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Covid-19 Update

The welfare of our clients and staff is always a key priority for Raeside Chisholm. In light of the current circumstances, we are continuing to offer a full range of services, but we are working remotely. You can contact us on 0141 248 3456 and one our solicitors will call you back if necessary, or you can contact us by email.”

Raeside Chisholm Solicitors

The directors of Raeside Chisholm are experienced solicitors who enjoy a deserved reputation in Glasgow and beyond for personal attention allied to a commitment to outstanding levels of quality legal services. For enquiries, please contact us on 0141 248 3456.

Do you know your redundancy rights?

The coronavirus pandemic is having a major impact on the economy and labour market, with many businesses making redundancies to protect their long-term survival. Employers may feel under pressure to make quick decisions at this time, meaning they could fail to comply with their legal obligations during the redundancy process. As such, it is especially important that workers are aware of their redundancy rights.

In this article, we explain what rights you have if:

Please note this information is for guidance only. Every situation is different, so to receive legal advice for your particular circumstances, please do not hesitate to get in touch with our employment law solicitors.

What are my redundancy rights if I have been employed for less than two years?

All employees – regardless of how long they have been working for their employer – are entitled to the following:

A fair reason for redundancy

It will be automatically unfair if you are made redundant because you:

  • made a complaint about health and safety relating to your workplace;
  • reported your employer for illegal activity (known as whistleblowing);
  • requested to use one of your employment rights, e.g., maternity or annual leave;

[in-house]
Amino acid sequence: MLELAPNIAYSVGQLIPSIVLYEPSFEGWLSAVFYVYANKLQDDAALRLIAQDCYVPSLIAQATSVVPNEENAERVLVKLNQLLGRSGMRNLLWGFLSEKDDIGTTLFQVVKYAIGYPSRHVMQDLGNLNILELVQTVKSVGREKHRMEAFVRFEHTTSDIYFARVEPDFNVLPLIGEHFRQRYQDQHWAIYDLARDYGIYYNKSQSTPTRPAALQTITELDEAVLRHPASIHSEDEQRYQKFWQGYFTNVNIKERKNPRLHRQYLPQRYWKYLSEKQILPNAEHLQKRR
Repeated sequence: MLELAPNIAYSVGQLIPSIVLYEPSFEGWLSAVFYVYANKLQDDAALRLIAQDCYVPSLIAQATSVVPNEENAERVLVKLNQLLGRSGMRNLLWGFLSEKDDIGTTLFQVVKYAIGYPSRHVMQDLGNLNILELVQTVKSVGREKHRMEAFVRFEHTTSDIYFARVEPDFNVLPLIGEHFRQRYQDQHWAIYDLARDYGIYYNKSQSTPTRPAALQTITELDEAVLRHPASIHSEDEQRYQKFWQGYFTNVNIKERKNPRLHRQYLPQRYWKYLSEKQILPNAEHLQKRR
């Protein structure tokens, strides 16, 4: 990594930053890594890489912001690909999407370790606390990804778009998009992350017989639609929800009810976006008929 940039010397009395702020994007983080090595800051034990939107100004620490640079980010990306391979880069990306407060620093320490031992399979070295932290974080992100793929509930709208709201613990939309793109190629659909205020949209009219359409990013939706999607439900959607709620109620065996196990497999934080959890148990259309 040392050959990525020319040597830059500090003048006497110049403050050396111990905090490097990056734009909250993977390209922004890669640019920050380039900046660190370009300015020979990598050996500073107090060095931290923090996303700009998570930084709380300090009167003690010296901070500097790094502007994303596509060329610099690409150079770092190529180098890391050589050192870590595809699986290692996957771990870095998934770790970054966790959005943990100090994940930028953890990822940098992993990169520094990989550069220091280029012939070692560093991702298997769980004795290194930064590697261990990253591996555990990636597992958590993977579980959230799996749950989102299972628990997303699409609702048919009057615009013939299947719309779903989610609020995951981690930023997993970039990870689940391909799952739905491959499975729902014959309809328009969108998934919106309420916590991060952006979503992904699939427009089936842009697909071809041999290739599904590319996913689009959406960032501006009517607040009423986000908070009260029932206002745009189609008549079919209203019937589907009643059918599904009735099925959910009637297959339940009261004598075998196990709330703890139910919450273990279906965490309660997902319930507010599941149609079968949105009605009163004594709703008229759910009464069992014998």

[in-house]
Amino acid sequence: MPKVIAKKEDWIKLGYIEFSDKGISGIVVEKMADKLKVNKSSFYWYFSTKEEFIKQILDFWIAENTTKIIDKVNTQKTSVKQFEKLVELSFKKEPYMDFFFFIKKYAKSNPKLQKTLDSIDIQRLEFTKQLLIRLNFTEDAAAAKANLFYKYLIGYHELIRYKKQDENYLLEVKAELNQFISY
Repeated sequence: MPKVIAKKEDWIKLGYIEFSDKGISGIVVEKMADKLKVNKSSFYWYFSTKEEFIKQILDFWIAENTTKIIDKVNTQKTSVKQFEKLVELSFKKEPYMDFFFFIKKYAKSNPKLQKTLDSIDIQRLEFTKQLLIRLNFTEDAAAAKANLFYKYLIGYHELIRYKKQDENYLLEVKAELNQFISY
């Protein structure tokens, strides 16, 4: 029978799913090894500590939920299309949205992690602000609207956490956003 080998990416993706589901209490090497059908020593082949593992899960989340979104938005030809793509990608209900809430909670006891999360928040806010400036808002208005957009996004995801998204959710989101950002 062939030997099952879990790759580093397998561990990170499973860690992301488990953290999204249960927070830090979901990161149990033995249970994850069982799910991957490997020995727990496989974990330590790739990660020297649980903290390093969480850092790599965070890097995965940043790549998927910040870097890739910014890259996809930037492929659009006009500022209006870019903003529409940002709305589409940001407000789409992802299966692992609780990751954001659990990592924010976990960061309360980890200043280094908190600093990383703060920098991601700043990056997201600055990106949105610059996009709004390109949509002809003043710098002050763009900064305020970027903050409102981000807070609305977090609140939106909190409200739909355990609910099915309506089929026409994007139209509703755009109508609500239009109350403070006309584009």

• work part-time hours or are on a fixed-term contract;
  • have been on jury service;
  • are a member of a trade union; or
  • refused to work on a Sunday if you are employed in a shop.

If one or more of the statements above applies to you, that does not mean you are protected from being made redundant in Scotland; instead, it means this should not be the reason why you are made redundant.

Protection from discrimination

The Equality Act 2010 sets out nine protected characteristics. If your employer makes you redundant based on any of these features, that is discrimination.

It may also be indirect discrimination if the basis of your employer’s redundancy decision impacts one group of people with a protected characteristic more than others. For example, if employees are chosen for redundancy based on the most time taken off, this may have a disproportionate effect on female workers (who tend to have more childcare responsibilities) and potentially disabled employees who have taken time off because of their disability.

Group consultation

If your employer is making 20 or more workers redundant (known as a collective redundancy), they must carry out a group consultation. The consultation occurs between you, your employer and recognised trade union or elected employee representatives, and covers issues such as the reason for the redundancies, how they are selecting employees to let go and the process they will follow.

What are my redundancy rights if I have been employed for more than two years?

In addition to the above, those who have been employed for more than two years have a higher level of protection and therefore, several extra redundancy rights, including: